The late physicist overcame huge obstacles to become the world’s most beloved scientist.
I love IKEA. There, I said it. So much for objectivity, but it’s important to disclose.
I love the affordability, the designs, and the funky names. Frankly, I love the nostalgia–because I’ve advanced a bit in life to where I actually don’t think I have any actual IKEA furniture in my house anymore. But when I was a little younger and starting out, and I needed the Swedish furniture giant, they were there for me.
There’s one thing I’ve never loved, however, and that I think very few people do: the fact that buying furniture from IKEA usually means anywhere between 15 minutes and a few hours worth of frustrating assembly.
Now, however, IKEA is announcing a solution that could fix this annoying issue.
On Tuesday, IKEA said it’s launching a service to let customers set up an appointment with a Task Rabbit assembly “tasker” while they’re still at IKEA.
IKEA acquired TaskRabbit last year. Rather than pay by the hour, the new program lets customers pay a flat assembly fee that varies based on the items they want assembled, starting at $36.
The service has rolled out already in New York City, San Francisco, and apparently some locations in the United Kingdom. IKEA says its customers in those locations have reacted positively.
However, one tasker interviewed by CNBC said “she was not a fan of the new pricing model … [and that she] had assembled IKEA furniture before but was paid significantly less for the same job [now] under the IKEA name.”
Increased volume should make up for the lower hourly rate, according to IKEA. I guess it all depends on how much time taskers want to devote to the job.
Two years ago I wrote an article about how to quickly put together what I call a “lifeboat career.” This is a quick strategy to earn at least $40,000 a year when somebody’s starting from zero.
No, forty grand isn’t much, but it’s a bit over the average head of household income in the U.S. And if you’re laid off from work, or just graduating without a job, it’s maybe enough to stay afloat.
I mention all this because what was the gig I kept coming back to, that could keep someone afloat? Signing up on TaskRabbit, or one of its competitors like Postmates or Zaarly, and specifically assembling IKEA furniture.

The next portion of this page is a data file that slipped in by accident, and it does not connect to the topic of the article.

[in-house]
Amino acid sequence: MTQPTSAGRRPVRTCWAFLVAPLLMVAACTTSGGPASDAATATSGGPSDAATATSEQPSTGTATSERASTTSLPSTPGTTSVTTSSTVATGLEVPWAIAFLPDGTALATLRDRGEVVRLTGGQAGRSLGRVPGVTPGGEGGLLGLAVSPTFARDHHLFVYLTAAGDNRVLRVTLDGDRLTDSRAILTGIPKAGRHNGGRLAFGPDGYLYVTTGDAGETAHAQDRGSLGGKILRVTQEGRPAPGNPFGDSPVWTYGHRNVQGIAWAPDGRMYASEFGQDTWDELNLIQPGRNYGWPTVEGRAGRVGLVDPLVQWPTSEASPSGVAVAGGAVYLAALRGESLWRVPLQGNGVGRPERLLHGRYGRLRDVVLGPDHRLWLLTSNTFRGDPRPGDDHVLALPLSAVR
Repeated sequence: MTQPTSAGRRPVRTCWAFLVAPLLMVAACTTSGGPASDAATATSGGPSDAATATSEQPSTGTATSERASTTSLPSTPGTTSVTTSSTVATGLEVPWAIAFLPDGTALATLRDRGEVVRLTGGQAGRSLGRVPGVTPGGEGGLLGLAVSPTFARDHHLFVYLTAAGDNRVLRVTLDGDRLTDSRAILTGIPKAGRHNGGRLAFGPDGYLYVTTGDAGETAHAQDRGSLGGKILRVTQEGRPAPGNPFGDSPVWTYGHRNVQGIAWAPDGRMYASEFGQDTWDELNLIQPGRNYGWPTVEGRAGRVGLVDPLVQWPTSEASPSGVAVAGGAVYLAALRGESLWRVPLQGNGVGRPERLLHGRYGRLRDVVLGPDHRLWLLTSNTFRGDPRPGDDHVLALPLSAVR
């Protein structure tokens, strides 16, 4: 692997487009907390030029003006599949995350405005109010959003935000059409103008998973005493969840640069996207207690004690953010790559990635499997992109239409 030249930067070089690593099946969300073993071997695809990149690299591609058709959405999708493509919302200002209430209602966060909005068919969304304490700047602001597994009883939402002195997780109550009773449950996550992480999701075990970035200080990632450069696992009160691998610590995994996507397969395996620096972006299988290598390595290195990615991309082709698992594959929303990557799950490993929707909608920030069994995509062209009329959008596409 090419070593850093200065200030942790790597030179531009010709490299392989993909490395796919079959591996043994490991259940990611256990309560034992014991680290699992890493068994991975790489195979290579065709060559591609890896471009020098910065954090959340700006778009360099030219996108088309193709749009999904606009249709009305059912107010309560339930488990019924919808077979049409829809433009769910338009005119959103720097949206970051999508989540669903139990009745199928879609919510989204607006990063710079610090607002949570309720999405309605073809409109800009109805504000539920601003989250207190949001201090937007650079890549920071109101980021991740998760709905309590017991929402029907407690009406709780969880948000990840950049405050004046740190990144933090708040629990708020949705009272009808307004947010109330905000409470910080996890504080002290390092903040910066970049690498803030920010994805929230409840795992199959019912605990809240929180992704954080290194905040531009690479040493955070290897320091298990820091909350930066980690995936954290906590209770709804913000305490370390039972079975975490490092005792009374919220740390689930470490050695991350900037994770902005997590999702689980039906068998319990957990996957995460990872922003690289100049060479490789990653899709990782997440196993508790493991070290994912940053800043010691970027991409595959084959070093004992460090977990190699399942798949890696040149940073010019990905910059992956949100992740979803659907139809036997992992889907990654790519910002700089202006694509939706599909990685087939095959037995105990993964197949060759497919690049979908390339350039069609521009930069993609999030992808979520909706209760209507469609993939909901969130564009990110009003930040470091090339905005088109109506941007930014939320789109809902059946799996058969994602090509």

Reportedly, it’s the number-one most popular service offered on the website.
Last September, Christian Haigh learned he was one of the 143 million people in the U.S. whose information was hacked in the Equifax breach.
As you might recall, Equifax issued an apology that was almost laughable. Lawyers started class action lawsuits. But Haigh, who is a co-founder and CTO of litigation finance startup Legalist, had a different approach.
He filed suit against the credit reporting giant in small claims court in San Francisco.
This was a brilliant idea. I can imagine it’s unlikely Equifax thought it might potentially be dealing with individual plaintiffs, suing for fairly small dollar amounts, in very informal courtrooms across the country.
(I have to “imagine” this, to be clear, because I haven’t heard back after emailing the three top U.S. media contacts listed on Equifax’s website asking for any comment on this story.)
Ultimately, Haigh won an $8,000 judgment against the credit reporting giant–later reduced to $5,500 on appeal. In the process, his company started funding other people’s small claims suits against Equifax, too. (Legalist pays lawyers in plaintiff’s suits on an hourly basis, and takes a contingency fee if the case is successful.)
I interviewed Haigh and his co-founder, CEO Eva Shang, 22, after reading two blog posts in which Haigh described his experience (here and here). The two co-founders, both in their early 20s, were friends at Harvard who left before graduating for Y Combinator, and who raised a $10 million investment round last summer.
“I think the theme our company really believes in is that the justice system should be reoriented to help the underdog,” Shang said our call. “A lot of people … believe it’s so stacked in favor of people who have money and power.”
As I learned more about Haigh’s case and the company, I kept seeing certain principles emerge–principles that I think can help David beat Goliath in almost any situation. Here’s the story.
1. Fortune favors the bold.
Here’s the timeline: The breach happened in July; Equifax disclosed it on September 7. Haigh filed suit on September 19. That’s rocket-speed in litigation.